| Shanghai Express


Josef von Sternberg

USA, 1932


Review by Jenny Jediny

Posted on 20 August 2010

Source Universal VHS

Categories von Sternberg & Dietrich

More than one man changed her name to “Shanghai Lily”—but only one man can change it back. As star passenger aboard Josef von Sternberg’s Shanghai Express, Marlene Dietrich’s world-weary Lily is as quick-witted as she is devastatingly beautiful, weapons that have earned her a reputation as the city’s most notorious “coaster,” having made a name for herself living off wealthy men up and down the Chinese coast. As well as she’s survived by her wits, this particular shuttle between Beiping and Shanghai will challenge Lily’s hardened outlook, and restore her nearly-lost faith. Shanghai Express is perhaps the most famous of the von Sternberg & Dietrich collaborations, with cracking dialogue (courtesy of The Big Sleep’s Jules Furthman and an uncredited Howard Hawks) that further enriches the director’s exquisitely shot vision of the Orient.

Shanghai Express’s pace is lean and rigorous, and meant to mirror an “actual” railway journey during that golden age of the locomotive. There is reality in the confusion of the cattle call for passengers to climb aboard, and in the inevitable delays caused by cows on the track. However, this is also a train conducted by von Sternberg, and therefore, romance and intrigue run high. There is the ever-present danger of Chinese rebels halting the journey, and there is of course, the fellow passengers, a lively cast of characters: an opium dealer, an elderly boarding house owner complete with her small dog, a fervent missionary, a French officer, and another woman of ill repute, Hui Fei (portrayed by an intense Anna May Wong). There is also Clive Brook’s stoic Captain Donald ‘Doc’ Harvey, who soon realizes his old flame, Magdalen, is the much whispered about Shanghai Lily.

The lovers’ reunion is all traded barbs, carefully guarded feelings, and undeniable chemistry. It’s immediately clear that Lily and Donald still love one another, but von Sternberg makes them earn their way back into one another’s arms. For Doc, it’s a matter of letting go of the past, an ancient hurt caused by Magdalen’s failed attempt to rouse his jealousy. Magdalen, although outwardly changed, is not as different as Doc believes her to be. Von Sternberg, as skilled as ever in outfitting his leading lady, cues us into Magdalen/Lily’s inner thoughts through clothing, as she wraps herself in glorious feather boas and collars, and shields her face with a netted veil. These accessories are attention-getting, but they also obscure—underneath, the she dons a rather simple, if attractive black dress. It’s a carefully constructed identity, yet Lily’s façade; cannot mask her love for Doc, nor her inner steel.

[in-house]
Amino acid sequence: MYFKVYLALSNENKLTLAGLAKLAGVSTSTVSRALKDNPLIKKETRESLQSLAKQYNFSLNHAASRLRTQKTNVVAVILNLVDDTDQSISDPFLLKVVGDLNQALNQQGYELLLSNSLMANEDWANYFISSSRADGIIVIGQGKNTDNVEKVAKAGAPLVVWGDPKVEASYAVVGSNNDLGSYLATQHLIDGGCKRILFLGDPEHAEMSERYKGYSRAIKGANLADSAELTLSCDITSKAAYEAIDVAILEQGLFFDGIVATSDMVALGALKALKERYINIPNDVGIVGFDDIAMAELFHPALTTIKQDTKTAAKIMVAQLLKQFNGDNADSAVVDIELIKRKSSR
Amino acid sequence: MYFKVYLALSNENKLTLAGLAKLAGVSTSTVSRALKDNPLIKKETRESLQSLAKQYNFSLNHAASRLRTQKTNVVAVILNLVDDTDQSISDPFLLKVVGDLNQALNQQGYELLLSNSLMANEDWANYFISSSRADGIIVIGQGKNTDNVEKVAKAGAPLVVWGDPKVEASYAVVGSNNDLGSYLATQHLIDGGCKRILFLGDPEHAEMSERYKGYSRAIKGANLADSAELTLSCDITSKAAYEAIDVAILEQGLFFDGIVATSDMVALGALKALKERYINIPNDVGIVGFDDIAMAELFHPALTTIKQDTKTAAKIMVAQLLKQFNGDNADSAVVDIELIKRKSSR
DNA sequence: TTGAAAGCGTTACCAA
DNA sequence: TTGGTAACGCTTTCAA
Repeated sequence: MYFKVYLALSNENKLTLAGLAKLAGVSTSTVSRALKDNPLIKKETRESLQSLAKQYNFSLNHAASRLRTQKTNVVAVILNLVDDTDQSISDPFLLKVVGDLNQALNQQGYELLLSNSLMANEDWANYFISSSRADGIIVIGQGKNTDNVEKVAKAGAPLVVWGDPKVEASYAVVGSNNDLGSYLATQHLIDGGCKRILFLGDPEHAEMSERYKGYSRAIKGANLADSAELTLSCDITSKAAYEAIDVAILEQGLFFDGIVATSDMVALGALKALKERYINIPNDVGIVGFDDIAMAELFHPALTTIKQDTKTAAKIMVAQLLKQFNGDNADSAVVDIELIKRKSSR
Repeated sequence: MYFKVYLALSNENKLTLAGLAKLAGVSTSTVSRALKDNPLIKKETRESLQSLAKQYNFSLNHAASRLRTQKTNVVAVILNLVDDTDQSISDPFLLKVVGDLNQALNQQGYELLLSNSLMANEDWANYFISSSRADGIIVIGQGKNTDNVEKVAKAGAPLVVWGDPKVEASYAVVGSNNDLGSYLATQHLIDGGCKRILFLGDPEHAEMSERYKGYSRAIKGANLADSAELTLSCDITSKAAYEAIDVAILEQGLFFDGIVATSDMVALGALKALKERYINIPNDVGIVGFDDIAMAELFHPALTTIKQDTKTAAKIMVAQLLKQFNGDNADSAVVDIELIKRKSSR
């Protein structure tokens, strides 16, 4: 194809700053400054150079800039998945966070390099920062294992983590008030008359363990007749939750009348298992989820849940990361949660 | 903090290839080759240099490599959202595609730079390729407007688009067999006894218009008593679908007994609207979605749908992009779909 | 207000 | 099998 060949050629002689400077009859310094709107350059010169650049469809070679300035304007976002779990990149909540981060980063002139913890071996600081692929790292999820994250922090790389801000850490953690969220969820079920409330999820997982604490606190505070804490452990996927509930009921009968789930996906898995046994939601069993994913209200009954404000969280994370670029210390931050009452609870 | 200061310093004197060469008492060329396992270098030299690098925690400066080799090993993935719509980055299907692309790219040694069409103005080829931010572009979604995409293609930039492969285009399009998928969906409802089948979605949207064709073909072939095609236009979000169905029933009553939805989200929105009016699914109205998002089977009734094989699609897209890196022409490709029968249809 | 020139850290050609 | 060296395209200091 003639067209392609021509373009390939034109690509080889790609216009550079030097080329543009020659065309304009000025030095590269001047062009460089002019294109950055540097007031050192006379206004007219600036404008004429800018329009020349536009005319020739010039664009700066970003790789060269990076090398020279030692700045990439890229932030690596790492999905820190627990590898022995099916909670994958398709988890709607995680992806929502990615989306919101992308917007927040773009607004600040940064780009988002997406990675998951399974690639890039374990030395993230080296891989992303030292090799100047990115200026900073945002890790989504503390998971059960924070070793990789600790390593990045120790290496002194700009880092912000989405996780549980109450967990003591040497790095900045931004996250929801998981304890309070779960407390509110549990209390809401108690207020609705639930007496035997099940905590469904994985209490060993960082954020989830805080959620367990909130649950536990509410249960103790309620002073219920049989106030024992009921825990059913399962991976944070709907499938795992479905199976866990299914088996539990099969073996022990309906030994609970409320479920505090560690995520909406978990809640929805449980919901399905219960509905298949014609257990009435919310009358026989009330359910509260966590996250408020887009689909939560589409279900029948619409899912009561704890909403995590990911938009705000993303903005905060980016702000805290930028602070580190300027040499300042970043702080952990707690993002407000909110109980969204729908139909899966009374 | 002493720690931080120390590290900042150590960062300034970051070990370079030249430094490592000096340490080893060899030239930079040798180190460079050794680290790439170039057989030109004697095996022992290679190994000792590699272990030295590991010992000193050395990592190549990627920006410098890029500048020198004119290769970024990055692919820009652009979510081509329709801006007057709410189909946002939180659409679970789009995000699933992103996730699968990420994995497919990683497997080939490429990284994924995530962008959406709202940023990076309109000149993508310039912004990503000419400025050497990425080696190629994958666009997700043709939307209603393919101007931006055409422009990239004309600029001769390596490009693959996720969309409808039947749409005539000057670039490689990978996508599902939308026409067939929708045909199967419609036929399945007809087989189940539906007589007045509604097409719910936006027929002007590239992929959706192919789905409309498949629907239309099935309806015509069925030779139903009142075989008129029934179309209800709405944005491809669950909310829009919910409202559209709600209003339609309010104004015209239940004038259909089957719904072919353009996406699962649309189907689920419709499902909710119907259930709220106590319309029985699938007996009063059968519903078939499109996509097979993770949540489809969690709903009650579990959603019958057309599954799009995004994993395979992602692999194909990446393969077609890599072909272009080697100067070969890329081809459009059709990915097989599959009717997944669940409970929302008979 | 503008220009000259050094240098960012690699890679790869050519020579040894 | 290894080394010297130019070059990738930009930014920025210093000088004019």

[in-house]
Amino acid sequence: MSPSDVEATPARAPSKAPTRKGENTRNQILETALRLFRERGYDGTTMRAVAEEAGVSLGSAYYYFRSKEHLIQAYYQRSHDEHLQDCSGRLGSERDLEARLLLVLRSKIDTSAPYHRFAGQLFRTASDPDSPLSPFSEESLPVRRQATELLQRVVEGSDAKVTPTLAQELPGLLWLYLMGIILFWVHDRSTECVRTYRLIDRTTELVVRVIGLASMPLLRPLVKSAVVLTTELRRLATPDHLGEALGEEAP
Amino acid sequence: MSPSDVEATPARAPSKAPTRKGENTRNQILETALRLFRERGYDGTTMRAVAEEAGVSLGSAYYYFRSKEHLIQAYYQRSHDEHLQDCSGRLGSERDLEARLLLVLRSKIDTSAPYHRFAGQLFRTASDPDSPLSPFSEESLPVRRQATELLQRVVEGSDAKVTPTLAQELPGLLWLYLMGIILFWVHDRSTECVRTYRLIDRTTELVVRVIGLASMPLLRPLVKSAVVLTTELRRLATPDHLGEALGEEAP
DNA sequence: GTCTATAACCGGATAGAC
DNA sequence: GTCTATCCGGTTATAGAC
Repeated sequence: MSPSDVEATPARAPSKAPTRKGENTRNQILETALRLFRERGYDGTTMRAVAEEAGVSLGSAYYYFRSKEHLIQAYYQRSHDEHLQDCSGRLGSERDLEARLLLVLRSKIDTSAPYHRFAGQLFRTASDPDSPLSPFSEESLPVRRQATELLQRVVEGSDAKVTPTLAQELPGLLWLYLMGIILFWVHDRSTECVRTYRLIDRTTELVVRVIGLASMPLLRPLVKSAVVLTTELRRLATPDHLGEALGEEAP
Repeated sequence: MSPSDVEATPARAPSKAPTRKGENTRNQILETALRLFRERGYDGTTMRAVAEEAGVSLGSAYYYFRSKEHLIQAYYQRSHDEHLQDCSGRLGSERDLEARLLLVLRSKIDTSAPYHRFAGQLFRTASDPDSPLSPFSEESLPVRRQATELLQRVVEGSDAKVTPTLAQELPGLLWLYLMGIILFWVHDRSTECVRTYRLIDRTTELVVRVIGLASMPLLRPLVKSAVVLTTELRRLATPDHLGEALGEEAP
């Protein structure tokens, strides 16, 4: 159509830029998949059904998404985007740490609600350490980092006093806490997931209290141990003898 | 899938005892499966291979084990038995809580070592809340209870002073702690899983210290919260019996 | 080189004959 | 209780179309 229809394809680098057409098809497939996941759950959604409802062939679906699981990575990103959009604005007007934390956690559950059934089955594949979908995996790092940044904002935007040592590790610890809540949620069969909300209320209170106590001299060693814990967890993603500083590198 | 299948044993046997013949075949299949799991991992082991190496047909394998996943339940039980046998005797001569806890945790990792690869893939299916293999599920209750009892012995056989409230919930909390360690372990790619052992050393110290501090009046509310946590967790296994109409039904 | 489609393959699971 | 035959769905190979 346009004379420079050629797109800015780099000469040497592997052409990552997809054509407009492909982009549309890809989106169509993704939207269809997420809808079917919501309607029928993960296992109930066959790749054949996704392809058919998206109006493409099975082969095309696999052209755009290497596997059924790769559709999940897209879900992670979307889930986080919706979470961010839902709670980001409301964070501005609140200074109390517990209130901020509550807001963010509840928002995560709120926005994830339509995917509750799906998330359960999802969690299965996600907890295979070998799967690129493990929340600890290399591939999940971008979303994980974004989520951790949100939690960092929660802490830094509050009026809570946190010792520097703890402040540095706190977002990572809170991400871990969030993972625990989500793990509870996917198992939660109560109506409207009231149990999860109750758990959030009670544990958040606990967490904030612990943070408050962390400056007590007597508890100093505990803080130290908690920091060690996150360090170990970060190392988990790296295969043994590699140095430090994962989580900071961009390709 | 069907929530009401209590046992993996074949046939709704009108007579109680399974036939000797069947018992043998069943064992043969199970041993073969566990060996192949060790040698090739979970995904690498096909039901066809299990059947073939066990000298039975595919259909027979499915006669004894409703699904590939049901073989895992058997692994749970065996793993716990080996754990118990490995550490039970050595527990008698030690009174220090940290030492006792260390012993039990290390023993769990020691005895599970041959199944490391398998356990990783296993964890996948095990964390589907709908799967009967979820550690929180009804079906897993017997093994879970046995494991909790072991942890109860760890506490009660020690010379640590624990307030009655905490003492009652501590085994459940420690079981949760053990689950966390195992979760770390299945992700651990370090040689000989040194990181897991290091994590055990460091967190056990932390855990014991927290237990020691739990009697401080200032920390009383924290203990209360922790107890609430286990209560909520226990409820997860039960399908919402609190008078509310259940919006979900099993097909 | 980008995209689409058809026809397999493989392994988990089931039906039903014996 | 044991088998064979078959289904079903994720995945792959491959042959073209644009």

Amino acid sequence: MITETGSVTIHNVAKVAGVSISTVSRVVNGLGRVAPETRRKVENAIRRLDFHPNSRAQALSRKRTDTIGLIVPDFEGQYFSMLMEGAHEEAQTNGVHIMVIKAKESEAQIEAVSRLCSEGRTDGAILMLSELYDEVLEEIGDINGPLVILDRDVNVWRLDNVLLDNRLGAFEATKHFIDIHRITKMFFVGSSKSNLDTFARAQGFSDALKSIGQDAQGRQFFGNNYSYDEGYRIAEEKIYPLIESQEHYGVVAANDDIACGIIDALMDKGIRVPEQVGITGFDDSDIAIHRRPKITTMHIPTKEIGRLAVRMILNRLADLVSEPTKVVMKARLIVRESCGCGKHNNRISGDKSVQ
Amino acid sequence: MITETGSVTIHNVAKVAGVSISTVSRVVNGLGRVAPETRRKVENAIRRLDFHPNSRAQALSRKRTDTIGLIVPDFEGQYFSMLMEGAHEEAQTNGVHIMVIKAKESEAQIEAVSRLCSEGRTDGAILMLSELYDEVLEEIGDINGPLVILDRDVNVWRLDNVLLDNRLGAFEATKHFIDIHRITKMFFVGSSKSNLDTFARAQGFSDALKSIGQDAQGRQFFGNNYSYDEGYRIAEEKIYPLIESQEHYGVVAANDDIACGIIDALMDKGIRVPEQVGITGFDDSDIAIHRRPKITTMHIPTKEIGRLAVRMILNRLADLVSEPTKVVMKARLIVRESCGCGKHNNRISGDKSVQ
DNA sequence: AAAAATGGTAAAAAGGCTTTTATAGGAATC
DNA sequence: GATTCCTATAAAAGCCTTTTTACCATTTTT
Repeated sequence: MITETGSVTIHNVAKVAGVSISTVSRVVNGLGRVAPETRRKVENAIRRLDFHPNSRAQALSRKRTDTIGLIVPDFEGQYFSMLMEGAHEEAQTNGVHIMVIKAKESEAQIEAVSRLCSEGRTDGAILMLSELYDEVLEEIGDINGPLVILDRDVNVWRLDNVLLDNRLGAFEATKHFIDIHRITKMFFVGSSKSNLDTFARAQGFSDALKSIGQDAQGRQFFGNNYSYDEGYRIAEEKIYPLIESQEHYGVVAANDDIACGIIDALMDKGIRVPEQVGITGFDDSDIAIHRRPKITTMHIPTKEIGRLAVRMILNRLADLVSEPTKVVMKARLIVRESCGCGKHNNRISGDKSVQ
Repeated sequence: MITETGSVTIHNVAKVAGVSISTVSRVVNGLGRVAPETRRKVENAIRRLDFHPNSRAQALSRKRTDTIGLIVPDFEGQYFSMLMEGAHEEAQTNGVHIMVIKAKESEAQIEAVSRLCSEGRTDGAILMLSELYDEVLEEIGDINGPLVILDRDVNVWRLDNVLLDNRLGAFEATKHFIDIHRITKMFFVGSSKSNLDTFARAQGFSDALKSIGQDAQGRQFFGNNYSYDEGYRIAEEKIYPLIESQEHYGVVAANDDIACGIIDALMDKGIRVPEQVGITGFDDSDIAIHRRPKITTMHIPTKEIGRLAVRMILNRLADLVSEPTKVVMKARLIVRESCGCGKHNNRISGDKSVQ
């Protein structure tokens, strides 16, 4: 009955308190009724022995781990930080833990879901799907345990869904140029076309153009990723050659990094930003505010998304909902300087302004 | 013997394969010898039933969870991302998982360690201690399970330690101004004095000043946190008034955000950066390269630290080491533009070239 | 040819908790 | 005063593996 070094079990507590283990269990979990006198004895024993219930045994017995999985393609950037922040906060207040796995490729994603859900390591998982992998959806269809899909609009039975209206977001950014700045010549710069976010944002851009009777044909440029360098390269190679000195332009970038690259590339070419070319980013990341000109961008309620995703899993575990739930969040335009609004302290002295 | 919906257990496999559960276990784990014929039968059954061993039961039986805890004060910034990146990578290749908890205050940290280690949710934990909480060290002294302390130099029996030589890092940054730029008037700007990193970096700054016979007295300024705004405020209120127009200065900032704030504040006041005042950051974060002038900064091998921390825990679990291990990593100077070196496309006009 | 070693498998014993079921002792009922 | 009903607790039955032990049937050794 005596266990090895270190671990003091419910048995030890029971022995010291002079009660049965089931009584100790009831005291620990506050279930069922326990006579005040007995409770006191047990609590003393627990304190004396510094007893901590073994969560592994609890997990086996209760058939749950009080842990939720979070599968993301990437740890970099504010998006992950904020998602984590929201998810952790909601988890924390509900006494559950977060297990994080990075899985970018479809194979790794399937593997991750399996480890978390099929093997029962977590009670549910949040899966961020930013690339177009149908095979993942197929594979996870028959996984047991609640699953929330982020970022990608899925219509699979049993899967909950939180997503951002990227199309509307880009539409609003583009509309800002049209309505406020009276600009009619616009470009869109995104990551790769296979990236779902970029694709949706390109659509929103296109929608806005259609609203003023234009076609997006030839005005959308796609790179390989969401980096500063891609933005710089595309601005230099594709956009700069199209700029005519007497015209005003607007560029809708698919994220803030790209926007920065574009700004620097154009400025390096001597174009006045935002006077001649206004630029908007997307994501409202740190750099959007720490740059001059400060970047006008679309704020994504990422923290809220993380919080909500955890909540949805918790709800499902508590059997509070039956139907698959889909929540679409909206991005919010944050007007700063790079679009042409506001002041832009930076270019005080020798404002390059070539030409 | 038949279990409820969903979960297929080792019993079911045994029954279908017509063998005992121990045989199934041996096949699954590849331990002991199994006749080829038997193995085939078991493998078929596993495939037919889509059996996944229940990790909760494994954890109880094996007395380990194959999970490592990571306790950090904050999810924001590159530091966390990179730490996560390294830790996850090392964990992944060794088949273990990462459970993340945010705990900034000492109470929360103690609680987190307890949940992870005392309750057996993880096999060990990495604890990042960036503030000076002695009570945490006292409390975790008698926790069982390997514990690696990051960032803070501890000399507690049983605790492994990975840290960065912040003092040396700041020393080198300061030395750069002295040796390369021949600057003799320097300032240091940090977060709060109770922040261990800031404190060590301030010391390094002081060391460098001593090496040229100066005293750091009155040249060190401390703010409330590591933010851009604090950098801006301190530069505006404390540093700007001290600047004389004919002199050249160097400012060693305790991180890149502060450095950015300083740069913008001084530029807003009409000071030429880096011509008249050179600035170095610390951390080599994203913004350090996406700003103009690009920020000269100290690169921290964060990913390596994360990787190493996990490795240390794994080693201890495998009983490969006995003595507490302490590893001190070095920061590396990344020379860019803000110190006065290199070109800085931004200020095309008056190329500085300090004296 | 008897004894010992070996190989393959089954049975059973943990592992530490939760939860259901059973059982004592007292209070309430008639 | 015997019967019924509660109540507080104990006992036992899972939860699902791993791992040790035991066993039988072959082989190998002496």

The estranged lovers, as artificial as their verbal jabs may seem, are the soul of Shanghai Express; while the experience of watching the film is overwhelmingly tactile, they remain its core. This is a film that practically shimmers off the screen in its luster, with photography that won its cinematographer, Lee Garmes, an Oscar (though Dietrich claims in her autobiography that von Sternberg is responsible for the camerawork). What would in reality be a barbarous journey slips into escapist fantasy, with billowing smoke, seductive shadows cast through screens, the sheen of silk and feathers and, its most memorable image, the sexually charged, held shot of Dietrich trembling with her cigarette in the train corridor. However, that aforementioned shot is only as affecting for what occurs before it. Lily visits Doc after he has again rejected her, refusing to believe that she prayed for his safe return from Chinese revolutionaries, let alone that she risked her life for his. Their exchange is brief as she asks for a cigarette; he notes that she is trembling, and she responds, “It’s because you touched me, Doc.” The silence, aside from the train racking along, is high with tension, culminating in that close-up that leaves us holding our breath.

Von Sternberg concludes his film once again with a romantic coupling, but unlike the earlier Morocco, the love here is far from masochistic, nor does Lily have to renounce herself for her man. The conclusion of Lily and Doc’s affair is as touching as it is sexy, a triumph of acceptance and unconditional love. With its style, humor, glamour, performance, and pure panache, Shanghai Express is an immersive experience, arguably the apex of Dietrich and von Sternberg’s collaboration.

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